Phil Whittall has posted an interesting review of “The Great Divorce” by C.S. Lewis, which leads into a comparison of Lewis’ view of hell with Rob Bell’s. I read The Great Divorce many years ago, and it is certainly a good read whatever one thinks of its theology. I have still not read Bell’s Love Wins, although I have read a lot about it.
It is interesting to see the hoops that some try to jump through to defend Lewis while condemning Bell. For example, Tim Keller, as quoted by Whittall, seems to accept that Bell teaches the same as Lewis, but suggests that Lewis was right to do so because he was going against the spirit of the age but Bell is wrong because he agrees with the spirit of the age. Leaving aside the question of whether this dubious assessment is correct, does Keller really mean to claim that whether a teaching is right or wrong depends on the spirit of the age, not on whether it agrees with biblical truth?
Whittall’s conclusions are interesting. They are basically that Bell and Lewis are teaching the same thing, that there will be chances after death for those in hell to repent and go to heaven. The main difference between the two is that Bell expects that most, or perhaps all, will take these chances, whereas Lewis expected very few to do so.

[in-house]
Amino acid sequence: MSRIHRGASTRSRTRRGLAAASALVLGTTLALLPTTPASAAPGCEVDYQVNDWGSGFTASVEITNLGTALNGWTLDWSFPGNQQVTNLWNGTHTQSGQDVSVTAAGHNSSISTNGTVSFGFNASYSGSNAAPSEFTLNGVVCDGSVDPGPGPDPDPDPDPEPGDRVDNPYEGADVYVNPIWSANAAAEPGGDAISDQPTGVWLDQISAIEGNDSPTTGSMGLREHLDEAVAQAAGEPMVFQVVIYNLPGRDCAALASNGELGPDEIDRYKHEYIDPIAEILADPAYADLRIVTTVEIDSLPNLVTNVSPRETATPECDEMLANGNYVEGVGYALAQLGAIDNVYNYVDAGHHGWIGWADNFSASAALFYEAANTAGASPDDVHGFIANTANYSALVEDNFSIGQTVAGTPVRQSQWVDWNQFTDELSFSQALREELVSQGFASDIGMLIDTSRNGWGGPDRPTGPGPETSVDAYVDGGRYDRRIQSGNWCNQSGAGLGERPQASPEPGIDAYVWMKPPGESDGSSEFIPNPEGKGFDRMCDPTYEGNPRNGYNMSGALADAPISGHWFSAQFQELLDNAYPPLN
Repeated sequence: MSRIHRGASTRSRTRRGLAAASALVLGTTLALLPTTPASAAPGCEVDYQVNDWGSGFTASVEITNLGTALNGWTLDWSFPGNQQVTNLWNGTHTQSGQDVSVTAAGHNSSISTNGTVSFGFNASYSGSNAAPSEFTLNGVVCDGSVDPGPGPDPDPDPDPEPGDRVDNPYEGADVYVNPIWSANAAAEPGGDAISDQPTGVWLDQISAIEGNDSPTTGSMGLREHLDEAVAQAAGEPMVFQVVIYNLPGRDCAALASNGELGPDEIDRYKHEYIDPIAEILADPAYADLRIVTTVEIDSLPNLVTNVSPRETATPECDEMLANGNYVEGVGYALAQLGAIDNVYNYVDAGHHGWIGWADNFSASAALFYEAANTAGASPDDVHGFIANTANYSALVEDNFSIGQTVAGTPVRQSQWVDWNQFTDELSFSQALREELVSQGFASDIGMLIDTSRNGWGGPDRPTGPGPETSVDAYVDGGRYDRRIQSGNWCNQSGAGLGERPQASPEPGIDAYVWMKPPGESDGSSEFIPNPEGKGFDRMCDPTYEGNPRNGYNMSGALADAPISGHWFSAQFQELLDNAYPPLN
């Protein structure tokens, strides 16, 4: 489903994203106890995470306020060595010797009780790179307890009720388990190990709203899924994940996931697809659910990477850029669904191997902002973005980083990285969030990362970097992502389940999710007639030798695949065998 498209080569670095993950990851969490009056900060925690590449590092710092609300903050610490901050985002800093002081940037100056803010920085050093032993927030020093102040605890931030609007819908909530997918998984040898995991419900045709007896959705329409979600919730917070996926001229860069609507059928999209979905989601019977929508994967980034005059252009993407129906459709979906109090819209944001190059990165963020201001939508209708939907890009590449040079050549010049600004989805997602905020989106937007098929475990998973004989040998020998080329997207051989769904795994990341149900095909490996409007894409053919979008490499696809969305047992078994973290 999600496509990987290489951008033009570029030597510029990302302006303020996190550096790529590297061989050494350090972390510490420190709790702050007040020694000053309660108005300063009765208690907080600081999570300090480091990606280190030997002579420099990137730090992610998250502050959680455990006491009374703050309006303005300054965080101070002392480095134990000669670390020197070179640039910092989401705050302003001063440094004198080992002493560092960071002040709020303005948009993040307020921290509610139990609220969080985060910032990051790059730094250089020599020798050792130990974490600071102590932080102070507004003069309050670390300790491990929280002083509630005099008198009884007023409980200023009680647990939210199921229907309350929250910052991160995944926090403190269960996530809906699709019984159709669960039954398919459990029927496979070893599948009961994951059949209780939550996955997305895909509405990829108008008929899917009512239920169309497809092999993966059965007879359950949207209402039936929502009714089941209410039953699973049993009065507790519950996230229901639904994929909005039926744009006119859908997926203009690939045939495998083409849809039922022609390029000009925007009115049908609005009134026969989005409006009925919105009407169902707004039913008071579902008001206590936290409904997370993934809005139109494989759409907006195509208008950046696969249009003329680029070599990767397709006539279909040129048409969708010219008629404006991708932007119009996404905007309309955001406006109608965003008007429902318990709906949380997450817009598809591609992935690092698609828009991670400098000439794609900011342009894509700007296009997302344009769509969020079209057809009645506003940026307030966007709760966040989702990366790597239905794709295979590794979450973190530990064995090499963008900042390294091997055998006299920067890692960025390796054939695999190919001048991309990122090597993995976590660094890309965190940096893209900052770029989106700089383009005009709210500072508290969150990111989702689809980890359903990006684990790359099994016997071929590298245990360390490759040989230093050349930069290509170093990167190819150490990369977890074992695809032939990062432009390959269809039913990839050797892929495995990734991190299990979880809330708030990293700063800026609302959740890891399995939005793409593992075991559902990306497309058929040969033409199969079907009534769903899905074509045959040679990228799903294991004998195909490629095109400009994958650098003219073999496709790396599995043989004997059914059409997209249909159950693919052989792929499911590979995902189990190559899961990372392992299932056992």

I am not at all sure about this teaching about another chance to repent. I don’t see any biblical warrant for it. But I don’t see it clearly ruled out in the Bible either, so I am open to being convinced. But I think my expectation would be more like Lewis’ than Bell’s, at least concerning those who had heard the gospel in this life. As for those who never heard it, they are not Lewis’ focus, and I haven’t read what, if anything, Bell has to say about how they might be saved.